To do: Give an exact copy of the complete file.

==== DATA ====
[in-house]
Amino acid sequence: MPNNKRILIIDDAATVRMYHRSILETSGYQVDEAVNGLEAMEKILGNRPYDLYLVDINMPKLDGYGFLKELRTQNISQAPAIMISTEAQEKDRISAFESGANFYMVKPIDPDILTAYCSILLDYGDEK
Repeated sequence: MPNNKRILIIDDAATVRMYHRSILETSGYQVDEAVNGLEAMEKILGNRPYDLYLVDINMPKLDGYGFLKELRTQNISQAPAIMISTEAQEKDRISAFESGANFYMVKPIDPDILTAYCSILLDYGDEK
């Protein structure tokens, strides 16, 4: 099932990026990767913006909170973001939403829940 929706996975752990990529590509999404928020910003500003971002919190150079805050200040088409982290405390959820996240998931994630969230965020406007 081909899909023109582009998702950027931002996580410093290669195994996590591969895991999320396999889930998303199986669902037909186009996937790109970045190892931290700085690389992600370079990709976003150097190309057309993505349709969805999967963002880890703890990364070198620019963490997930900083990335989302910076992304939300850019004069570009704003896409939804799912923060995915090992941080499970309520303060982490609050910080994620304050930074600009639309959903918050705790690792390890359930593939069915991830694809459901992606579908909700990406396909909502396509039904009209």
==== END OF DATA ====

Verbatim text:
[in-house]
Amino acid sequence: MPNNKRILIIDDAATVRMYHRSILETSGYQVDEAVNGLEAMEKILGNRPYDLYLVDINMPKLDGYGFLKELRTQNISQAPAIMISTEAQEKDRISAFESGANFYMVKPIDPDILTAYCSILLDYGDEK
Repeated sequence: MPNNKRILIIDDAATVRMYHRSILETSGYQVDEAVNGLEAMEKILGNRPYDLYLVDINMPKLDGYGFLKELRTQNISQAPAIMISTEAQEKDRISAFESGANFYMVKPIDPDILTAYCSILLDYGDEK
């Protein structure tokens, strides 16, 4: 099932990026990767913006909170973001939403829940 929706996975752990990529590509999404928020910003500003971002919190150079805050200040088409982290405390959820996240998931994630969230965020406007 081909899909023109582009998702950027931002996580410093290669195994996590591969895991999320396999889930998303199986669902037909186009996937790109970045190892931290700085690389992600370079990709976003150097190309057309993505349709969805999967963002880890703890990364070198620019963490997930900083990335989302910076992304939300850019004069570009704003896409939804799912923060995915090992941080499970309520303060982490609050910080994620304050930074600009639309959903918050705790690792390890359930593939069915991830694809459901992606579908909700990406396909909502396509039904009209």